Momentary survival : a phenomenological exploration of the Holocaust experience / by Elana Rene Heideman
Includes bibliographical references (p. 283-310)
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Electronic version from ProQuest
This study presents an exploration of the lived experience of European Jewry within the complex circumstantial reality of the Holocaust. Momentary survival is presented as a new construct that reflects the unique and particular human condition which impacted the phenomenological experience of European Jews during the Holocaust. The parameters of continued existence that comprise this condition were an integral component of the dynamic struggle for survival and complex phenomenology of the lived experience of the Jewish victims of Nazi persecution.Momentary survival is defined as the condition of existence resulting from constant exposure to physical and mental trauma and perpetual threats to one's life wherein the probability of death is heightened to extreme levels and all likelihood of survival is minimized to mere chance. Through qualitative content analysis, this dissertation analyzes representations and interpretations of the Holocaust experience for their correlation with the phenomenology of survival at that time. Survivor testimonies are utilized to formulate a detailed accounting of the parameters of the experience and its physical, mental, or emotional impact on the experience of victimization. By enabling investigation into situated human choices and consequences, this construct can facilitate non-witnesses' understanding of the logic behind how decisions were made and what issues would have been considered in the constant pursuit of survival even when it was not ultimately fulfilled. This research can potentially increase historiographical and representational accuracy, minimize judgment or criticism of the Holocaust's victims and improve the effectiveness of the transmission of Holocaust memory for future generations.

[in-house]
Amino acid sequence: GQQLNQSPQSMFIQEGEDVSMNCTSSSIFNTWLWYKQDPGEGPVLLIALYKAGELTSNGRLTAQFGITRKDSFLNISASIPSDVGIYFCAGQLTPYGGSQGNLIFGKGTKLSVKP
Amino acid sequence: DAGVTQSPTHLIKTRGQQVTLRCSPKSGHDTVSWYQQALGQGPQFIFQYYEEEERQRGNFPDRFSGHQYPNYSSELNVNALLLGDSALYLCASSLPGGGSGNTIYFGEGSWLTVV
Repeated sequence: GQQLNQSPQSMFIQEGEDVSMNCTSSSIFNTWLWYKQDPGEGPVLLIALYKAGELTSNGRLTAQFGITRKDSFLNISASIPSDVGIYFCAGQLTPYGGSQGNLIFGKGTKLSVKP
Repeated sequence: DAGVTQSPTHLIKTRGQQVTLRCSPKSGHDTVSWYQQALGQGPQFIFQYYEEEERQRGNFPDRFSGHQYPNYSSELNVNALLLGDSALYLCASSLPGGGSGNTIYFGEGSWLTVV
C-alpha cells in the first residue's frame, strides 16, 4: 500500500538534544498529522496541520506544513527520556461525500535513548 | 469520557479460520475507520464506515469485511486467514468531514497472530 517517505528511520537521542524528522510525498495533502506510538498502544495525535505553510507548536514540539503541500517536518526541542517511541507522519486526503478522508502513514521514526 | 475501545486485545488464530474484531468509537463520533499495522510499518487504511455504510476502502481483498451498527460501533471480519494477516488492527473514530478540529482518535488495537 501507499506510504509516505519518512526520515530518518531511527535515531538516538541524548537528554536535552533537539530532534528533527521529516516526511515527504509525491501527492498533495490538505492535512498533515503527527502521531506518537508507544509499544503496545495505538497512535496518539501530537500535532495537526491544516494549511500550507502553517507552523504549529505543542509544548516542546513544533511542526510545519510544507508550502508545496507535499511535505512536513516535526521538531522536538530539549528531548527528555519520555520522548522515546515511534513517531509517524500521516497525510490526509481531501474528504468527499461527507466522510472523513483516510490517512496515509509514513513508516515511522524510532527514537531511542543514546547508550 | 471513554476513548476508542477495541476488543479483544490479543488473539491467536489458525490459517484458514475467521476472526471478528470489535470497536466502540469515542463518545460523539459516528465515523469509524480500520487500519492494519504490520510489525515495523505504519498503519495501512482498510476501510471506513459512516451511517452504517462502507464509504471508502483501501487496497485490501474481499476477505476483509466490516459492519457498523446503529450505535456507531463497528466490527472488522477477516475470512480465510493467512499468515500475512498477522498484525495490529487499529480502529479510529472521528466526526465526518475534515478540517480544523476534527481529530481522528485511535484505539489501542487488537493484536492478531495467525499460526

Record last modified: 2018-05-18 16:20:00
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